If you sell 10 CDs on your site one day and then you decide to put a “buy now” button on your home page and you only sell 8 CDs the next day, then you might start to think it wasn’t such a good idea. If you’re keeping track of your traffic stats though, then you might see that there were 312 visitors the first day, but only 150 the second day. This means that you actually converted a much higher percentage of visitors on the second day. If that trend keeps up then you know you’ve made the right move. If you don’t know how much traffic you’re getting then you’re working in the dark.

Another benefit is being able to see where traffic to your site is coming from. If you notice a spike in traffic and you see that it’s coming from a blog that posted about you, then you can capitalize by visiting the blog and initiating a relationship, or at least leaving a comment and reinforcing your presence.

If you understand the fundamentals of marketing you’ll have a solid frame of reference to help you make sense of all the new sites and services that are constantly popping up. It’s important to know not just how or what to do, but also why. I strongly recommend reading business and marketing books to help you with your music career. You might be surprised by the insights you get by reading authors like Seth Godin, Al Reiss, Jay Conrad Levinson, and Claude Hopkins.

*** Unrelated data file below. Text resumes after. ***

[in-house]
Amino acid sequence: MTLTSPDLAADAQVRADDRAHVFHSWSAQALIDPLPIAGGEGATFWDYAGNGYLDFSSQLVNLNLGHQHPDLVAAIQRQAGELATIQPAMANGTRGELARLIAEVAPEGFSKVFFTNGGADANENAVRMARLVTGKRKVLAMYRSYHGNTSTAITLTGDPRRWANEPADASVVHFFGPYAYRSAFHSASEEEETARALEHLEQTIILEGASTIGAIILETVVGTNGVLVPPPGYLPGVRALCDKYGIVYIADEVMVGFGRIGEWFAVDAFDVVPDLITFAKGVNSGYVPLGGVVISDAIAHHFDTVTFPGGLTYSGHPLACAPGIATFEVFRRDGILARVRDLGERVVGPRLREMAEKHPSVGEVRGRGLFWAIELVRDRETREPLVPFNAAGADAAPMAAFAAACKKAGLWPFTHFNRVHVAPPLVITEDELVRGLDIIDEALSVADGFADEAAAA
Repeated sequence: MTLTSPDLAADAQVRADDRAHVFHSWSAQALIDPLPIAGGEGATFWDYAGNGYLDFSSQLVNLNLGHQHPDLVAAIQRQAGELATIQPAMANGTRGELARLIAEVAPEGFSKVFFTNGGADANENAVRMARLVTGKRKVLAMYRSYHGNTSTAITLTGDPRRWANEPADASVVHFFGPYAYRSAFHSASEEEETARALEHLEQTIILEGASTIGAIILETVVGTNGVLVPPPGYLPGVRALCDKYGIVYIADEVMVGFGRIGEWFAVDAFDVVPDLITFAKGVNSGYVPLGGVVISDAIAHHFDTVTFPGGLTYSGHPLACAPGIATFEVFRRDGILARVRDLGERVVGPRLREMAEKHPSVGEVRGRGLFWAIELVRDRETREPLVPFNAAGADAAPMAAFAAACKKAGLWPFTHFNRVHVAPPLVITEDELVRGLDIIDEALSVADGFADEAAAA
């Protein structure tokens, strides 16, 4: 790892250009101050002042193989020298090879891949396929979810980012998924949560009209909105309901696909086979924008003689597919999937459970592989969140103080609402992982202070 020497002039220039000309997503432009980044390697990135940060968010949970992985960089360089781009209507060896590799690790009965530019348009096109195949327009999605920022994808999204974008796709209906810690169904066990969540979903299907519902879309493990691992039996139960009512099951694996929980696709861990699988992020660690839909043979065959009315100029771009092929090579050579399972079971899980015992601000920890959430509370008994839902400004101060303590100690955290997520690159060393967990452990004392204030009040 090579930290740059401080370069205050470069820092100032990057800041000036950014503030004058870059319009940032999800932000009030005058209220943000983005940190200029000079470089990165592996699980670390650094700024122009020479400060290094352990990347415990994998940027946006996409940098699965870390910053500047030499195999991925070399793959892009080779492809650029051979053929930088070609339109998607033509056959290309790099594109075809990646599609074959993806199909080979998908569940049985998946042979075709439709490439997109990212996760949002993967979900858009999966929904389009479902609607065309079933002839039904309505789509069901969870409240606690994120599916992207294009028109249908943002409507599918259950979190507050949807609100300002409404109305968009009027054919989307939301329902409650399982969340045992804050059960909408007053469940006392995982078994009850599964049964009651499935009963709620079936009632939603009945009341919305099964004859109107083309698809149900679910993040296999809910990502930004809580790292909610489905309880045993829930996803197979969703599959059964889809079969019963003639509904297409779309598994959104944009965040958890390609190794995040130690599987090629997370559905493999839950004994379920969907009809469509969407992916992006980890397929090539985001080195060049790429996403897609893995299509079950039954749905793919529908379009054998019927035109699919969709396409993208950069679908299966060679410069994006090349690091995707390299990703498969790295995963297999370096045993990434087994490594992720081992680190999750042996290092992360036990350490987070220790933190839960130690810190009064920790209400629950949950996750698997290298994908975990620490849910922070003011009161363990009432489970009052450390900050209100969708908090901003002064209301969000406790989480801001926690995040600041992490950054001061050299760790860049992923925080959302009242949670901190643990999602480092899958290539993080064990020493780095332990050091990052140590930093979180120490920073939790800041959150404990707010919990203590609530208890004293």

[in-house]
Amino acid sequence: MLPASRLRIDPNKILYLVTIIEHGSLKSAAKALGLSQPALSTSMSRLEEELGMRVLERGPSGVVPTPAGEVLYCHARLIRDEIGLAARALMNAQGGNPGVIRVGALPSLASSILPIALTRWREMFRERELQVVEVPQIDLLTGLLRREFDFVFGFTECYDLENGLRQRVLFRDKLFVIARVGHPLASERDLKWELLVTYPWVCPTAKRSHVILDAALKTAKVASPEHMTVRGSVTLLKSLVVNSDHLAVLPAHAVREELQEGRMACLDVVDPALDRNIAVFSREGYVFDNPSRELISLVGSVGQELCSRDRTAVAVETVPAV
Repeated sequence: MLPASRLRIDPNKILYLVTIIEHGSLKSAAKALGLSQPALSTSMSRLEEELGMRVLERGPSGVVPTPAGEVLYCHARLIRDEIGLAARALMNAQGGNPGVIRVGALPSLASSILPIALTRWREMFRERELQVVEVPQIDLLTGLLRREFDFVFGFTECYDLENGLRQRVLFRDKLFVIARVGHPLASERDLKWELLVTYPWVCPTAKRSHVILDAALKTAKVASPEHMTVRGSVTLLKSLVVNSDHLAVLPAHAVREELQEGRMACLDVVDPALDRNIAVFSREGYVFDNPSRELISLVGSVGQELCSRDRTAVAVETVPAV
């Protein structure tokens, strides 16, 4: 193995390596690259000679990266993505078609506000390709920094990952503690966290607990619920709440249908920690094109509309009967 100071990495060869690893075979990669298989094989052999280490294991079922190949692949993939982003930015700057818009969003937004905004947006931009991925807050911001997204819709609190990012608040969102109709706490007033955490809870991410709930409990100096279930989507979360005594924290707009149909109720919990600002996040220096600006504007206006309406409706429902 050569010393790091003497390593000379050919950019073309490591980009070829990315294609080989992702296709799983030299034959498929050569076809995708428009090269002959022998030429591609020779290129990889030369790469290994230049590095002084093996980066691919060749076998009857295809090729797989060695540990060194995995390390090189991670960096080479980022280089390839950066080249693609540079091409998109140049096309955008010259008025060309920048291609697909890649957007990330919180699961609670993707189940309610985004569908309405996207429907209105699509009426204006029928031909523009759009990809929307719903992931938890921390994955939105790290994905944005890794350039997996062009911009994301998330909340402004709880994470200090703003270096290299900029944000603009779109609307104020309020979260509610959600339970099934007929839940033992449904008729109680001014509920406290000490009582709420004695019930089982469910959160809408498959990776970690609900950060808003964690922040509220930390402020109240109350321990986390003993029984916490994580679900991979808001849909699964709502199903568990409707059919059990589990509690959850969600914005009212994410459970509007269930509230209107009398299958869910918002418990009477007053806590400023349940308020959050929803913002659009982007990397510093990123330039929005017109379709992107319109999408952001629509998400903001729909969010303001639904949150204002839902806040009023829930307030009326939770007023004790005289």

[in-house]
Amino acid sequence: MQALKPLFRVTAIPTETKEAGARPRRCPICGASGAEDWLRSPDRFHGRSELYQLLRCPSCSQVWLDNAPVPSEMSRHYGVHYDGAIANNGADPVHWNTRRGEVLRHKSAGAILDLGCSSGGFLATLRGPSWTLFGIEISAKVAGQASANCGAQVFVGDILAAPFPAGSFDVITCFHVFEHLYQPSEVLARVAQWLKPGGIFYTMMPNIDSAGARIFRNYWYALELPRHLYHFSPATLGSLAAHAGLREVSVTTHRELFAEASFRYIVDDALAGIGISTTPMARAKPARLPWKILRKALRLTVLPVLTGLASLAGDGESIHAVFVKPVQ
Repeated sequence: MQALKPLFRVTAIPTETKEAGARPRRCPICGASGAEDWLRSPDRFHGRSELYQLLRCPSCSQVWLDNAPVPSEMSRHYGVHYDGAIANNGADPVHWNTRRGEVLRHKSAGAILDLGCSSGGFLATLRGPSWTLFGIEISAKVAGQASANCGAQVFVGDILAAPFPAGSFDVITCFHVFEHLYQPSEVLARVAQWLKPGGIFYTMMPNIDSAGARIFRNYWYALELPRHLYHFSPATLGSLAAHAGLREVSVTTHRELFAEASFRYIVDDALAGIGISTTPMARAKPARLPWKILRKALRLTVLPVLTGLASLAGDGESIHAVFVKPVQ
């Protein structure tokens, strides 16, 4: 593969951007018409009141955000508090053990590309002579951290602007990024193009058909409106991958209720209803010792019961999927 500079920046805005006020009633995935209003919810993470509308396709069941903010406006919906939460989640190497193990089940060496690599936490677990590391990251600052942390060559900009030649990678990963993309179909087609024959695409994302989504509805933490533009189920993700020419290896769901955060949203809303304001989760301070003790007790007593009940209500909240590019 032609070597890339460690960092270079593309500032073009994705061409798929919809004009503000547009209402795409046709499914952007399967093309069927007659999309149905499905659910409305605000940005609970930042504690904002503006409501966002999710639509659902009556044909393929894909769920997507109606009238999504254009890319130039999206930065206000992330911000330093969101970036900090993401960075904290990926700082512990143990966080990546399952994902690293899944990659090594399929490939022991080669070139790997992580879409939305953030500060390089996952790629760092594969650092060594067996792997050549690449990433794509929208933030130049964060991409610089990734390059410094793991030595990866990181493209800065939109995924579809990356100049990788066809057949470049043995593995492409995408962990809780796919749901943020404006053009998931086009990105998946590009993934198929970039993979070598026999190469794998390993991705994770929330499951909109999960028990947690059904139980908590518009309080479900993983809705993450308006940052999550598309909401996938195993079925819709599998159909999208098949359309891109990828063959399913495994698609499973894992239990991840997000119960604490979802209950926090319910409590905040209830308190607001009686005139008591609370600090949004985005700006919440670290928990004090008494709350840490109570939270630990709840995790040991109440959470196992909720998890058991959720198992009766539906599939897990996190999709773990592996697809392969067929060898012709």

Article by Scott James of The Independent Rockstar Blog.

The 90-Day Album Release Planner

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20 thoughts on “10 marketing basics for musicians

  1. Hey guys, check http://cloveser.com I heard a conference from the founders and the webpage will have all the right tools for independent artists.  The down side is they’re gonna let in just a selected number of artists. The webpage is up since yesterday so check it out.  Seems to be real easy and their main goals is making international super stars from a few indie artists.  

  2. I’ve heard alot of way to get heard and seen and they are all time consuming ,if you are really trying to make it in this industry. What works well in one area dose’nt work well in another part of the country or world but they all have there time in place finding a mix of them all is what works for me. No matter what you do make sure that name is leading the way check us out on the web at http://www.highrize1.com we did alot of whats been mentioned Michigan is a tuff market.